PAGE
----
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Grr... your punishment just crushed MY kid! - Page 4

post #61 of 195
Quote:
Originally Posted by rabbitmum View Post
Well, I didn't mean that putting locks on the doors was to be used as some sort of punishment, like if the parents said "Since you are such a bad boy we will put LOCKS ON THE DOORS to keep you locked up!" It might just be a thing one could choose to do for safety (or not, if it's illegal in some states as was mentioned above). Excactly the same way that I sometimes lock the door with the extra security lock to prevent my two-year-old from running out into the road. Nothing to do with discipline at all.

I don't even know whether putting locks on the doors would be necessary or the right thing for the family in question, I just meant that by definition locking the doors has a logical connection with children going out without leave, whereas stopping them from going to a party is completely unconnected.



I think they should just explain to him why he shouldn't run off like that. :
I'm undecided on the lock issue. Part of me really wants to put another deadbolt high up, the other part says "what if there is a fire and they need to get out..."

fire...playing in street...fire.....playing in street......hhhm.
post #62 of 195
I don't buy that this punishment was a logical consequence because it kept the child safe unless the mother also didn't take the kid with her to the grocery store, to the bank, etc. If it was just the birthday party but the child still left the house for other reasons, then it had nothing to do with keeping him safe. It was simply a punishment. And pretty unrelated.
post #63 of 195
I think that not going to the party was appropriate since it was the second time he did it in the same week. I assume, however, that things were not handled in an effective way the first time since it happened again so I see why OP would question their discipline techniques.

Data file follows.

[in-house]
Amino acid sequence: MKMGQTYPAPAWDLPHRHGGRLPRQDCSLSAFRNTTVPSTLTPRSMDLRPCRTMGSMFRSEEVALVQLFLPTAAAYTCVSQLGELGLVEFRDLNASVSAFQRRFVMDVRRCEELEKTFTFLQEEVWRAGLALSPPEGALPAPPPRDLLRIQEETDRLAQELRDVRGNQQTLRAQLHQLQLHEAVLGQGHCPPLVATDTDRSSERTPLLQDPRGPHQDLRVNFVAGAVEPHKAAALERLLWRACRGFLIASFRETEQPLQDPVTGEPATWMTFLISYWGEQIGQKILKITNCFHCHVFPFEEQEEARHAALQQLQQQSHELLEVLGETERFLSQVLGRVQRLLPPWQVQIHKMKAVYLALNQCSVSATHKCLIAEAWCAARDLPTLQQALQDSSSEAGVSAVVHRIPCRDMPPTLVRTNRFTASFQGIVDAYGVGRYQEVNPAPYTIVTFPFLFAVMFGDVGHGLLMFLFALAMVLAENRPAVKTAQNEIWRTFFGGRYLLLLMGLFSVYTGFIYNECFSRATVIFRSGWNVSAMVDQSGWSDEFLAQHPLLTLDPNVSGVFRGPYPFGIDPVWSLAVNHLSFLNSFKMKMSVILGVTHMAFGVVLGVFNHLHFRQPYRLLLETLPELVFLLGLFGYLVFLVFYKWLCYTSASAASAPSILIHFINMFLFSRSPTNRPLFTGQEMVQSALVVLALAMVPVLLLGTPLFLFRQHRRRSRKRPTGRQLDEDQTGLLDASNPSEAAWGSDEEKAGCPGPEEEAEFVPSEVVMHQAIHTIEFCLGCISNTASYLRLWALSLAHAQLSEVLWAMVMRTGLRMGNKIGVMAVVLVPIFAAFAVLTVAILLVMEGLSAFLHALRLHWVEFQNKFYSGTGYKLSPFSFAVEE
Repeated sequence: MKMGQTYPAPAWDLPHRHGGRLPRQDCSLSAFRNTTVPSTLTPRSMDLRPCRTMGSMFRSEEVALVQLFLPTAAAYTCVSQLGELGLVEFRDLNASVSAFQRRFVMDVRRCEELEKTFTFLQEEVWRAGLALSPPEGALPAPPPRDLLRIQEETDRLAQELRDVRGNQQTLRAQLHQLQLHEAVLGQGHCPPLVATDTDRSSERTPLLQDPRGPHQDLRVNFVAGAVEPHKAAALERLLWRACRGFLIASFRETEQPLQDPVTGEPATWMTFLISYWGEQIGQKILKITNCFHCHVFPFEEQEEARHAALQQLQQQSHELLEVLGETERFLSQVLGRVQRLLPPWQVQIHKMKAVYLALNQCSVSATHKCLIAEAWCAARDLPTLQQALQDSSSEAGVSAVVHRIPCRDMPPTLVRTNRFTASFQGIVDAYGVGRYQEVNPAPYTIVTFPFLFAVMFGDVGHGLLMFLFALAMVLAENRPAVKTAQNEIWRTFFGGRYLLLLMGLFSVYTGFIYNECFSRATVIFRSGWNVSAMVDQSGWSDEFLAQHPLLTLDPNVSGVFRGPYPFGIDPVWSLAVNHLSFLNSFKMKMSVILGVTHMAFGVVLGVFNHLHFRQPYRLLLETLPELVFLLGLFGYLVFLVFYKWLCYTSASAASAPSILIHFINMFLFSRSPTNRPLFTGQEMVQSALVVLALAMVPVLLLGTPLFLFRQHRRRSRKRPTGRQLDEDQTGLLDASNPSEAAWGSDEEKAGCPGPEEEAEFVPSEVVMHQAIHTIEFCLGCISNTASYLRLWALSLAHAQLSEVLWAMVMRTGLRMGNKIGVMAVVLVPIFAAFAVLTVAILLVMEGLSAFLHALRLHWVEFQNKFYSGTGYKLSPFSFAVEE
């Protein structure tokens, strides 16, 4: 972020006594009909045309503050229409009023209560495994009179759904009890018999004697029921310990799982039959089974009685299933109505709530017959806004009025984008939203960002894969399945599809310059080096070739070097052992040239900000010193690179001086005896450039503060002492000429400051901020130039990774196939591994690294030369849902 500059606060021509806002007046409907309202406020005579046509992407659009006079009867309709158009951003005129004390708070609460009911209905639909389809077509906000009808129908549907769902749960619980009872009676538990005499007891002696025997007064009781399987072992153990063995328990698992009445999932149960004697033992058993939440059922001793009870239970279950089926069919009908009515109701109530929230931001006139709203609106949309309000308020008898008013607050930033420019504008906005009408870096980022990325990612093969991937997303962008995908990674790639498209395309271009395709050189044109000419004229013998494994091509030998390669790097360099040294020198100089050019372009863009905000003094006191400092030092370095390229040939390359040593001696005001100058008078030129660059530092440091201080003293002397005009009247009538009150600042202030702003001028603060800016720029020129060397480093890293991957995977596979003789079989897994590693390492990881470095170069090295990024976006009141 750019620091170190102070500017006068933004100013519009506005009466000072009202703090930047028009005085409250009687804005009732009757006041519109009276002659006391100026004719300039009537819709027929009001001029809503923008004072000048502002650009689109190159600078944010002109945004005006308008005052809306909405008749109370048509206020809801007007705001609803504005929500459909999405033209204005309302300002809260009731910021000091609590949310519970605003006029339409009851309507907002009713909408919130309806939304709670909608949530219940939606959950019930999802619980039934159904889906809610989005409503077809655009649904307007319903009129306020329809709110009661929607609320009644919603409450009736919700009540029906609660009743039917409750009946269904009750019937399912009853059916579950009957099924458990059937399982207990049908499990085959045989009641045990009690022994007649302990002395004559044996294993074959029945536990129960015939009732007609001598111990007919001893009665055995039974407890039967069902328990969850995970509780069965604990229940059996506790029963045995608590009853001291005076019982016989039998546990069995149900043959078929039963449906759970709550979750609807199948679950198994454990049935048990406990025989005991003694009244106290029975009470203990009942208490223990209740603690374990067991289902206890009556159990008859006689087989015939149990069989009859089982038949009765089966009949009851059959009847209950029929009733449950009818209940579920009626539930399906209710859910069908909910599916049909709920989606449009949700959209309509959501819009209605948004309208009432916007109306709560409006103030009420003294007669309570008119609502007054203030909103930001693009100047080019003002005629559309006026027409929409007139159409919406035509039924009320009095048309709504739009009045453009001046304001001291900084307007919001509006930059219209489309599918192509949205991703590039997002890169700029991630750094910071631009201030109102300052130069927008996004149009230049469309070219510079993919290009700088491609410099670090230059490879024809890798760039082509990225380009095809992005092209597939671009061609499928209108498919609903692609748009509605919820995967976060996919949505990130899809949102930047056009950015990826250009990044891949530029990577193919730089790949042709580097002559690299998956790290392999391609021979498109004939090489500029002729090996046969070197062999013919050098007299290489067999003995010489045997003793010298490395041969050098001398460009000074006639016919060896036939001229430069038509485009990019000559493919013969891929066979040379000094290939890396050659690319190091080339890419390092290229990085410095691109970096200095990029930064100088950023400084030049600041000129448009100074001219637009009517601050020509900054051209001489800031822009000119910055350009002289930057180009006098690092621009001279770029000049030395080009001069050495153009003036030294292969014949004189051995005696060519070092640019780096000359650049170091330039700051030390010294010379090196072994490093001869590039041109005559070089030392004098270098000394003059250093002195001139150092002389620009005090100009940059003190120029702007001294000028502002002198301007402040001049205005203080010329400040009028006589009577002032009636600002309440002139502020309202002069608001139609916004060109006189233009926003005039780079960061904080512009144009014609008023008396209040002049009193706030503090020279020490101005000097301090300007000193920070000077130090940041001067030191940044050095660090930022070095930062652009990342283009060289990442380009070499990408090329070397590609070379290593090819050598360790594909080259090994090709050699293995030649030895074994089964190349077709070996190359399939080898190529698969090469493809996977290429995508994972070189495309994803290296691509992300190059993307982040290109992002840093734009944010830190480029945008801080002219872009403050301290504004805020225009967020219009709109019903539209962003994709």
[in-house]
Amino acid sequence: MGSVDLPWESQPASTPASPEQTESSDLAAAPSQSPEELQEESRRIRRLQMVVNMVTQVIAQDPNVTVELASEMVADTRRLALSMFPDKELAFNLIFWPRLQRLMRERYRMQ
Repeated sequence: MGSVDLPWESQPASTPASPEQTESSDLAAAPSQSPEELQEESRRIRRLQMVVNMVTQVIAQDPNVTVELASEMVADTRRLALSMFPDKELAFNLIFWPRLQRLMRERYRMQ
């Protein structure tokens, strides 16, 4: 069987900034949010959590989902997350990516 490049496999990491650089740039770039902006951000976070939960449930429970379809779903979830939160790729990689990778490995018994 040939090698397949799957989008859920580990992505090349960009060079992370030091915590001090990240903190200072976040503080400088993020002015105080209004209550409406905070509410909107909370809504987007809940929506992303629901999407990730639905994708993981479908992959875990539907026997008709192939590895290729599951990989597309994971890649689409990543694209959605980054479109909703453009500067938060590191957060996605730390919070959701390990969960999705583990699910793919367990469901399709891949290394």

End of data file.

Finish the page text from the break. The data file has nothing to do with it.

Running outside is extremely serious and should be treated as such. If that means using a punishment for those parents, so be it. It is always better than having the kid getting run over by a car or kidnapped or just going on to think that what he did was not that bad. If my DD would even so much as put one foot in the street or start running in the opposite direction, I would most certainly not drop the issue until I knew for sure that she either understood why she cant do that or that she was too scared to dare try that again. I live in the city so I might be more sensitive to that, but that is a very serious thing to me.

I dont know how much missing a birthday party is going to help achieve anything, but I completely understand that it is serious enough to warrant such extreme measures. She should have called in advance or have her son call (I like that idea a lot).

As for the OPs son, it is unfortunate for him, but that can also be a goos learning opportunity. I think he may learn from that that actions can have consequences on other people too, that you need to respect other people s decisions even if it is not what their parents would do and that we sometimes get very disappointed by things out of our control.

Finally, I think that anyone who sees another parent that seems to be struggling with appropriate discipline can offer advice as long as it is in a polite, non-confrontational way. If a parent cannot handle constructive, caring criticism, I dont know how they can effectively discipline their children.